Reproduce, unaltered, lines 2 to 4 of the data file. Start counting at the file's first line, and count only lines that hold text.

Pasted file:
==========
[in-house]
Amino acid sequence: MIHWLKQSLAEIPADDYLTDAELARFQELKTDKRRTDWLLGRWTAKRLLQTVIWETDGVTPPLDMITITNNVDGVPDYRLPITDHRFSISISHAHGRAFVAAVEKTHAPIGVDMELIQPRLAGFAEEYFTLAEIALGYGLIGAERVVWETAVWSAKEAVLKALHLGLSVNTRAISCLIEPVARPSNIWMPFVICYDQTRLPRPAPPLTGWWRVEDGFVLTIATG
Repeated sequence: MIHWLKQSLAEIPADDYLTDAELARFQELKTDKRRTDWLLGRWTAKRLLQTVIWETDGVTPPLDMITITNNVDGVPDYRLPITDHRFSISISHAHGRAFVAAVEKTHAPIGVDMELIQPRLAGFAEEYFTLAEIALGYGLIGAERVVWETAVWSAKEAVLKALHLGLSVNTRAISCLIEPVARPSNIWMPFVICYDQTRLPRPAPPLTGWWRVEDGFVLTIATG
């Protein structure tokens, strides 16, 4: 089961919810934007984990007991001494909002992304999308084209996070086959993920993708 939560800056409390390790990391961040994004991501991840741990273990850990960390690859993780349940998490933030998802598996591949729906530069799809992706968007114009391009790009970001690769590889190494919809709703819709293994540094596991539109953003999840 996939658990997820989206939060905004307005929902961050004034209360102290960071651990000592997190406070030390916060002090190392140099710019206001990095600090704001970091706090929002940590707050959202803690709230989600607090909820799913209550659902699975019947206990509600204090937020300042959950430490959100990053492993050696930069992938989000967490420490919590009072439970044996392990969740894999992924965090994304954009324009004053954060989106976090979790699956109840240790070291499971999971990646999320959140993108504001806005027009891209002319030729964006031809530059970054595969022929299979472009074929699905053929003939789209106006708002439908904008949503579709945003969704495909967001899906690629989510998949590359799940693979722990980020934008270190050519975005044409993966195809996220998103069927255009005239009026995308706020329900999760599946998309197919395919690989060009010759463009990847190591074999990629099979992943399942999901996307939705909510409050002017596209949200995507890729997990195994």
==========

Amino acid sequence: MIHWLKQSLAEIPADDYLTDAELARFQELKTDKRRTDWLLGRWTAKRLLQTVIWETDGVTPPLDMITITNNVDGVPDYRLPITDHRFSISISHAHGRAFVAAVEKTHAPIGVDMELIQPRLAGFAEEYFTLAEIALGYGLIGAERVVWETAVWSAKEAVLKALHLGLSVNTRAISCLIEPVARPSNIWMPFVICYDQTRLPRPAPPLTGWWRVEDGFVLTIATG
Repeated sequence: MIHWLKQSLAEIPADDYLTDAELARFQELKTDKRRTDWLLGRWTAKRLLQTVIWETDGVTPPLDMITITNNVDGVPDYRLPITDHRFSISISHAHGRAFVAAVEKTHAPIGVDMELIQPRLAGFAEEYFTLAEIALGYGLIGAERVVWETAVWSAKEAVLKALHLGLSVNTRAISCLIEPVARPSNIWMPFVICYDQTRLPRPAPPLTGWWRVEDGFVLTIATG
């Protein structure tokens, strides 16, 4: 089961919810934007984990007991001494909002992304999308084209996070086959993920993708 939560800056409390390790990391961040994004991501991840741990273990850990960390690859993780349940998490933030998802598996591949729906530069799809992706968007114009391009790009970001690769590889190494919809709703819709293994540094596991539109953003999840 996939658990997820989206939060905004307005929902961050004034209360102290960071651990000592997190406070030390916060002090190392140099710019206001990095600090704001970091706090929002940590707050959202803690709230989600607090909820799913209550659902699975019947206990509600204090937020300042959950430490959100990053492993050696930069992938989000967490420490919590009072439970044996392990969740894999992924965090994304954009324009004053954060989106976090979790699956109840240790070291499971999971990646999320959140993108504001806005027009891209002319030729964006031809530059970054595969022929299979472009074929699905053929003939789209106006708002439908904008949503579709945003969704495909967001899906690629989510998949590359799940693979722990980020934008270190050519975005044409993966195809996220998103069927255009005239009026995308706020329900999760599946998309197919395919690989060009010759463009990847190591074999990629099979992943399942999901996307939705909510409050002017596209949200995507890729997990195994």